Apps without permissions: Should you be worried about Android’s latest security scare?

The latest security threat for the Android world deals with apps that don’t require permissions. Paul Brodeur from Leviathan reported about the possibility that an app with no permissions could actually access your data from your physical  or internal SD card. An app such as this could access all non-hidden files and scan them for any information, including any sensitive info. Since the app itself doesn’t have permission to access the internet, it would have to open the browser to send the information. Not an easy task without you knowing it’s being done, but someone could come up with some sort of trick.


Lets be honest folks, should you be keeping any data on your SD card that is sensitive? Forget about apps, what happens if you misplace your phone or it gets into the wrong hands? Anybody could access your SD card to get to those contents. Okay so you’re not saving anything sensitive to your SD card, is there any other potential?

Well the folks at The Verge came up with an issue with photos. If your geolocation is saved with every photo you take, then an app such as this could potentially find out where you’ve been like your home, work, etc. To be honest, again, if you lose your phone, whomever found it could do the same. Hopefully they will use that information in a productive manner by bringing your phone back, but again, if you don’t want people to ever find out where you’ve been, then turn off geotagging on your device. Every phone is different, but you should find the settings in your camera app.

This is just another scare that you should be aware if, but lets not panic. Our phones are important to us, but you have to use your common sense about what data you keep on it.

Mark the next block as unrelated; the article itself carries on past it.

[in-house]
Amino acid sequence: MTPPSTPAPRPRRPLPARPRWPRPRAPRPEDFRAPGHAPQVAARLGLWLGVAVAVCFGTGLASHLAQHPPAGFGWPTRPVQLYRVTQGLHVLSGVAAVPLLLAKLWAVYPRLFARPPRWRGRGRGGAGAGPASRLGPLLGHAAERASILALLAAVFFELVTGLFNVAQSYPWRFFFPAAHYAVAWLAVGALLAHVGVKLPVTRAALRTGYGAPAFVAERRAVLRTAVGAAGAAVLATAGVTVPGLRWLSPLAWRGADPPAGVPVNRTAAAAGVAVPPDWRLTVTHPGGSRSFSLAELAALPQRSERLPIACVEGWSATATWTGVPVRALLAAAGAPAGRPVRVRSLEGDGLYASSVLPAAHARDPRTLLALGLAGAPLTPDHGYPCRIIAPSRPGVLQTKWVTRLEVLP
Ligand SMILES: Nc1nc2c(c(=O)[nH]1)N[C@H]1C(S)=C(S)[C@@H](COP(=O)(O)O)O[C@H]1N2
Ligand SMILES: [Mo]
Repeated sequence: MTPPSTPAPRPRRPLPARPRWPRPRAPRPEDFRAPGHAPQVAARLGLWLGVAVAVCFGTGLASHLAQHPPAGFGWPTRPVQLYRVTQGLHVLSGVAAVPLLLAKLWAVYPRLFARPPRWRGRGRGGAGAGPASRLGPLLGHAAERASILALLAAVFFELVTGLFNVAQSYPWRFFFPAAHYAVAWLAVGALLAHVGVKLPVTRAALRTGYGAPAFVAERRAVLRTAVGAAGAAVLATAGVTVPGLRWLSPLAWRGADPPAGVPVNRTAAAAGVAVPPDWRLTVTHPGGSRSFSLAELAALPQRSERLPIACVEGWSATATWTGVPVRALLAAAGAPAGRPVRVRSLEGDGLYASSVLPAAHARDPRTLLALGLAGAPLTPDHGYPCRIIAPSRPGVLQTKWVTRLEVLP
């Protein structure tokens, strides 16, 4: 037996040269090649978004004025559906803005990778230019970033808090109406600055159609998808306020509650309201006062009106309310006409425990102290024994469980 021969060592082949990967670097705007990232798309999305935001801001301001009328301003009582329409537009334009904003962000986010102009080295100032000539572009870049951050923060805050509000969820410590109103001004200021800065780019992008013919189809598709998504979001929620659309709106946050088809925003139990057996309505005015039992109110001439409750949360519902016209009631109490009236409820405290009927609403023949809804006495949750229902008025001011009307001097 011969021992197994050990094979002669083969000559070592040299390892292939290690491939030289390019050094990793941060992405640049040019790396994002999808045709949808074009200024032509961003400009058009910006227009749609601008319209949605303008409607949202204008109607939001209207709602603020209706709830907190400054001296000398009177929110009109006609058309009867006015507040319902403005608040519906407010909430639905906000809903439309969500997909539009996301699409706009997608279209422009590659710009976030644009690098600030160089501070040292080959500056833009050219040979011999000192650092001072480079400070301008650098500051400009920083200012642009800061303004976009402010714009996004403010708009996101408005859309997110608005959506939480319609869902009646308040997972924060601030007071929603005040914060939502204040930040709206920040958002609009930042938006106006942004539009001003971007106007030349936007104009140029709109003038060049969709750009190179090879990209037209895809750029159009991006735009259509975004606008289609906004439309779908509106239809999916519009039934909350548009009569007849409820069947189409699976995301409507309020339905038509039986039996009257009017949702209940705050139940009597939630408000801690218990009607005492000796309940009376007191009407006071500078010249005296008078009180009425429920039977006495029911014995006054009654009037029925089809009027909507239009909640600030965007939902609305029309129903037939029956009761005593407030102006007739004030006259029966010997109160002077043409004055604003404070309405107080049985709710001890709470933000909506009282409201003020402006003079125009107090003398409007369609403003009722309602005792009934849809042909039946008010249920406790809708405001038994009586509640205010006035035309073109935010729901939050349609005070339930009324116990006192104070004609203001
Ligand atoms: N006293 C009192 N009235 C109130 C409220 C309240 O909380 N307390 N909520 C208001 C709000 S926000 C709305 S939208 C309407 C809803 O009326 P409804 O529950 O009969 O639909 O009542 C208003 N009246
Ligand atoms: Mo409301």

sources: theverge and leviathan

 


About the Author: Robert Nazarian

Robert lives in upstate New York where he was born and raised. Technology was always his passion. His first computer was a Radio Shack TRS80 Color that used a cassette tape to save programs, and his first laptop was a Toshiba T1200FB that sported a CGA greyscale screen and two 720kb floppy drives (no hardrive). From the early 90’s through late 2011, he only owned Motorola phones starting with the MircroTAC all the way through to the Droid X. He broke that streak when he bought the Galaxy Nexus. Now he's sporting a Galaxy Note 4, and absolutely loves it. He has a wonderful wife and a 6 year old son. In his free time he enjoys sports, movies, TV, working out, and trying to keep up with the rapid fast world of technology.


  • Ickyfehmleh

    Not every device has the ability to have an SDcard — some, like the Galaxy Nexus, only have onboard storage; one has no choice but to store potentially sensitive data on the phone.

    There would be really nothing stopping two applications working in tandem, one gleaning the information and writing it out to a file, the other (with some sort of communication permissions) looks for that file and shares it.  This scenario would be especially troublesome to “rooted” users, since applications could request superuser permissions ostensibly to do something awesome but instead could traverse the filesystem with nothing standing in its way.

    • derekmorr

      What’s worse is that on devices without a physical SD card (like the Galaxy Nexus), Android mounts /mnt/sdcard as a FUSE filesystem and turns off permission checking. So they emulate the bug rather than fix it.